The idea that the Soviet Union is an exceptionally conservative society, in which changes take place at a snail's pace, if at all, is one to which most experts tend to subscribe.

The secretiveness of the place, its aurthoritarian quality, and the apparently immutable symbols of Kremlin power all seem to produce a melancholy sense of time standing still.

World War II is still the subject of daily radio and television shows and of films and books. It is presented as one of the watersheds -- sometimes the watershed -- of human history, as though nothing has happened since.

Yet the current public debate on the institution of marriage and the role of women reveals not only a generational change but also the deeper social and and economic problems emerging in this increasingly complex society.

The fact that one in every three marriages in the Soviet Union ends in divorce within a year suggests something new and emancipated about Soviet women in contrast to their parents who submitted to traditional patterns.

Another interesting statistic shows that at least one in five divorces in this country is phony, with partners seeking dissolution to obtain economic or other benefits while continuing to live together.

Such manipulation of marriage, once the source of stability in Russian life, reflects growing consumer expectations and pressures in a centralized economy that somehow, despite great natural wealth, remains incapable of satisfying the needs of the population.

The phony divorces involve both younger and older couples.

One newspaper recently cited the following example: a couple married for more than 30 years was told that their home would be razed to make way for urban development. They were offered a small, two-room apartment. Their daughter was to be given an efficiency.

The couple immediately filed for divorce. Once the marriage was leagally dissolved, each was eligible for separate accommodations. After some complex maneuverings and exchanges of apartments, they wound up a happy family again -- in a large apartment.

The phony divorce is a device also used to gain residence permits. Students from Siberia, for example, after completing their education in Moscow must leave the city unless they have residence papers. The easiest and quickest way to do that is to get married, obtain residence papers and get divorced as if nothing had happened.

But in most cases, a divorce is used to improve the couple's economic lot. The husband and wife claim irreconcilable differences, have their marriage dissolved and then continue to live normal lives together while benefiting from the advantages accruing to divorced persons.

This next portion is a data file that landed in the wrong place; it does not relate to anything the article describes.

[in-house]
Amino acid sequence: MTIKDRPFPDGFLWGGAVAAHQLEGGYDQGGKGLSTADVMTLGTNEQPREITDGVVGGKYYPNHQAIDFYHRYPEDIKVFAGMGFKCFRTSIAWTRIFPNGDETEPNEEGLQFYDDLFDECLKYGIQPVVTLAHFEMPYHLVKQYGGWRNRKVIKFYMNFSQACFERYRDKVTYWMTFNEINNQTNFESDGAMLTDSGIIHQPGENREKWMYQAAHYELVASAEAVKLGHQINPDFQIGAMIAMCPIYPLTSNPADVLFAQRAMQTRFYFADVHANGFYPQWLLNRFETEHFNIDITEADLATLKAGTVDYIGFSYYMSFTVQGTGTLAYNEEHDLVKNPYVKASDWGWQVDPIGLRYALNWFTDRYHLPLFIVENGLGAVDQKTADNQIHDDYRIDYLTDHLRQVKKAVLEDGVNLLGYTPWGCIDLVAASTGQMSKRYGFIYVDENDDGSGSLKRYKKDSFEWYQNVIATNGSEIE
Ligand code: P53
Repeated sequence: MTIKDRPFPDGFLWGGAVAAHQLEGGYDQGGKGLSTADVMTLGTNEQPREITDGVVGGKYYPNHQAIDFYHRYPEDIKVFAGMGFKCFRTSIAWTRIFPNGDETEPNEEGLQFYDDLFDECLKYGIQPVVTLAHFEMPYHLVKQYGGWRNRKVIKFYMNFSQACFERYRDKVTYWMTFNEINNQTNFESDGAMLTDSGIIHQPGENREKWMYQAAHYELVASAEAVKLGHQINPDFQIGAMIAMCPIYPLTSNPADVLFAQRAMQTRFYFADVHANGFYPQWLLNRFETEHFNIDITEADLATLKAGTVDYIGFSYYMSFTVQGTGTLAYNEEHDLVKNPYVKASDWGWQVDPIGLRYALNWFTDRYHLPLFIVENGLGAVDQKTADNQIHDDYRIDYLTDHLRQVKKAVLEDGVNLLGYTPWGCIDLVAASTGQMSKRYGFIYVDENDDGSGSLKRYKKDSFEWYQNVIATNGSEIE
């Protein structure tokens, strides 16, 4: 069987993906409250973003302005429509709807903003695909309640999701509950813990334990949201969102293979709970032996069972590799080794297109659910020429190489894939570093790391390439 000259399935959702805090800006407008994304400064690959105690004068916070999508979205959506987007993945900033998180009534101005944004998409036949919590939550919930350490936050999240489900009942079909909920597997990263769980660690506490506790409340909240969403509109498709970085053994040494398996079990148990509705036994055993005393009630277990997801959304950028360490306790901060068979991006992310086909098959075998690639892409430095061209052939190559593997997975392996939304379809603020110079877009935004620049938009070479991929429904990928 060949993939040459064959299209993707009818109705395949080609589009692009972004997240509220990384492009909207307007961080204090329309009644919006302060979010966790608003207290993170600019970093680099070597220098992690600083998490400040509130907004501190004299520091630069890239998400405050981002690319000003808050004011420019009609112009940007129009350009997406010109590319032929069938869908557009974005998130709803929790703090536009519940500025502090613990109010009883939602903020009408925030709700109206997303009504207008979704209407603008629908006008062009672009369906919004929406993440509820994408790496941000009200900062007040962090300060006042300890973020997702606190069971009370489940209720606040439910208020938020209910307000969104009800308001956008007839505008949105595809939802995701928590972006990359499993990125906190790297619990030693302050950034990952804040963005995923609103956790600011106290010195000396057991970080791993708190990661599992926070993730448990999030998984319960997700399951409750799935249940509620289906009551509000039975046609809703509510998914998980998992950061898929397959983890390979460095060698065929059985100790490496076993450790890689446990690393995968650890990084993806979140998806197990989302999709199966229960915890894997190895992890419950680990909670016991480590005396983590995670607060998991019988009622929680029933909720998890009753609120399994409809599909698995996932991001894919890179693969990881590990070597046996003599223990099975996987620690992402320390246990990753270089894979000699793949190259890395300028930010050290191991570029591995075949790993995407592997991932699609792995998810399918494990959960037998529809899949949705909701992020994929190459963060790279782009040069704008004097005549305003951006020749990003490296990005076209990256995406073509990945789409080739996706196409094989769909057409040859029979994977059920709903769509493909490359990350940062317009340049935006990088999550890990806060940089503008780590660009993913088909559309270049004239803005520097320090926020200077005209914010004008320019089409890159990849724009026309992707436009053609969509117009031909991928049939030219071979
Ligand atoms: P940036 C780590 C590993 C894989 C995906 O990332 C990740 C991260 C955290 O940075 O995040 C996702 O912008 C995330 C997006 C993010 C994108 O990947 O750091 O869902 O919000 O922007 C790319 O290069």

The soaring divorce rate among newlyweds is a cause of considerable official concern. With the population growth rate almost at zero, the family is needed not only as a basic unit in a stable society but also to raise children.

But there is a beginning here of a feminist mood, despite the fact that the country's political and social life remains male-dominated. Soviet women today are better educated and more career conscious than earlier generations. They are also less willing to put up with the strong tradition of male chauvinism.

Soviet men, in turn, have entered public polemics about the subject with letters and articles that display the enduring assumption of male superiority. lThat assumption lingers in folk sayings, such as "a wife is not a jug -- she won't crack if you whack her" or,"a dog is wiser than a woman -- he won't bark at his master."

One Moscow newspaper recently printed an article written by V. Petrovsky that concluded that divorce is "economically advantageous" for women.They keep the children and receive about $68 a month in alimony from the state for each child. By disposing of the husband," he said, "she has less domestic chores to do."

Another writer explained his divorce in terms of his wife having "turned my home into an office, constantly writing or reading or conducting business over the telephone. She had no time to cook and shop."

Yet another writer added this clincher to a similar argument: "It came to the point where my son had to do the shopping."

According to Russian tradition, housework is considered demeaning for men.

There have been no passionate feminist response to these and similar statements. Officially, women enjoy full equality here. In practice, they have to maintain the household, mind the children, wait in lines to buy food and hold a job. The latter has become essential to maintaining living standards.

One of the main reasons for divorces, apart from the increasing assertiveness of women, is the problem of drinking that is so widespread among men.

Ads written in a lonely-heart style almost invariably refer to the issue.

"Interesting brunette, engineer phycist. Wants to meet a person willing to start a family. Anyone given to drink should not bother to make contact," reads a typical ad.

A man described himself as having "solid character, nondrinker" and wanting to meet his future wife "no children, not older than 27."

The lonely hearts columns in themselves are an innovation that reflects the increasing problems of loneliness and family instability.